The baby boomers were a persuasive generation that changed political and ethnical views and various academic, cultural, industrial, and political activities. They were living in the times of post-war and have fought for change because they were living in a period of time where the war on inequality was still predominant. In 1963, Martin Luther King Jr. voiced at a march with his now famous I have a dream speech in Washington at the Lincoln Memorial, where more than 300,000 multi-colored faces marched as one to protest for racial equality. They also fought against the war instigated against Vietnam because they were very active when it came to politics. They were contemplated of their emphasize on freedom, and they banned employment discriminations in firms.
(www.americanhistory.about.com) Thousands of Americans from all walks of life and races put their lives on the line to take a stand against racial inequalities. This diverse and courageous group consisted of not only African and Hispanic Americans it included a cross section of religious leaders and university students. The tactics used by the movement included mostly non-violent civil protests, court proceedings and organized marches. (www. school.familyeducation.com) The civil rights movement’s impact on our society and our culture is tremendous.
He gave hundreds of speeches a year that of which included his most famous “I Have a Dream” speech. In 1963 Martin and 250,000 demonstrators marched to the Lincoln Memorial where he delivered the speech that changed the Civil Rights Act forever. Martin’s words echoed through the crowd that August: “I have a dream that one day this nation will rise up and live out the true meaning of its creed: 'We hold these truths to be self-evident, that all men are created equal.' I have a dream that my four little children will one day live in a nation where they will not be judged by the color of their skin but by the content of their character. “That year Martin was named Time’s Man of the Year.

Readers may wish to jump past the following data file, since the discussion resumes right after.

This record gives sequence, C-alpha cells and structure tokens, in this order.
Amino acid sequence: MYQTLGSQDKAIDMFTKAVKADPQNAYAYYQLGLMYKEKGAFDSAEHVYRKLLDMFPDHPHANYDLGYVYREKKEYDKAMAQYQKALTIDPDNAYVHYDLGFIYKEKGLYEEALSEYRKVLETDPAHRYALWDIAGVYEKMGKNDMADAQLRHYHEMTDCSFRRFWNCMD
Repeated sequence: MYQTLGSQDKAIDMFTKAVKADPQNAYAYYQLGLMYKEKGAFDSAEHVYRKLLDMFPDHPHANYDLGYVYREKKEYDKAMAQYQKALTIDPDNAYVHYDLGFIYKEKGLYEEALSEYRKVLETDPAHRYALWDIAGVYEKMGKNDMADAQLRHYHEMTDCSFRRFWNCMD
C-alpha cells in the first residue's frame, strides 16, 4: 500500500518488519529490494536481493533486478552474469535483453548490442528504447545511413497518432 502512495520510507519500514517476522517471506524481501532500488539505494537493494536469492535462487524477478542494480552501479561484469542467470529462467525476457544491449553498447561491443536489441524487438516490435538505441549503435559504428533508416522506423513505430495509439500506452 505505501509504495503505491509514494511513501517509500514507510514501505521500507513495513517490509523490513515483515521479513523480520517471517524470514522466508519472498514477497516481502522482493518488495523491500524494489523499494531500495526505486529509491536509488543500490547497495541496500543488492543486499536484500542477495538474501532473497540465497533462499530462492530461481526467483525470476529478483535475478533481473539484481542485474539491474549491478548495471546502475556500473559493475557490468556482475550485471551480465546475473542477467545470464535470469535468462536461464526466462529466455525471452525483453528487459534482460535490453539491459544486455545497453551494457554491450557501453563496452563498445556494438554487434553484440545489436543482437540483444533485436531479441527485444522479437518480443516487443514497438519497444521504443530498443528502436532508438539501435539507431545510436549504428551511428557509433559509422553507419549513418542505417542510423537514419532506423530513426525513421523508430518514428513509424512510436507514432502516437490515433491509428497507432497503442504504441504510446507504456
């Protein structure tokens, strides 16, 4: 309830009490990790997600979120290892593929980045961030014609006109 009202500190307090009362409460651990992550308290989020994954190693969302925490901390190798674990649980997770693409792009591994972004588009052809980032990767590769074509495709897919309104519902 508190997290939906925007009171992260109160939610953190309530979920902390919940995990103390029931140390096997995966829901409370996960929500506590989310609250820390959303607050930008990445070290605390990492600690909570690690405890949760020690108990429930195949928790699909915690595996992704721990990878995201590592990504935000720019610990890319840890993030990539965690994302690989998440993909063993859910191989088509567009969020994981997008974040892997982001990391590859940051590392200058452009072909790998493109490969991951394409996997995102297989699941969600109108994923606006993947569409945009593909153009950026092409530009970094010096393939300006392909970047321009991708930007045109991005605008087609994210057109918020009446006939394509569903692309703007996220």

With charismatic and intelligent spokesmen such as Martin Luther King, the Civil Rights campaigners had brought the plight of black Americans to the attention of the whole world. The federal government had been forced to respond and the legislation of the nation had been changed to address the inequality and oppression experienced by millions of black citizens. For many black Americans, and also many sympathetic white Americans, the hope was that the USA was entering a new age of equality and meaningful civil rights for all citizens. By the mid 1960s, however, many black Americans were becoming disillusioned. Many Southern states continued to harass and persecute blacks regardless of the new legislation.
Martin Luther King put his dream to action by organizing a massive demonstration on the nation's capital organised by many organizations, all asking for peaceful change. On August 28, 1963, the historic March on Washington drew more than 200,000 people in the shadow of the Lincoln Memorial. It was here that Martin Luther King made his famous "I Have a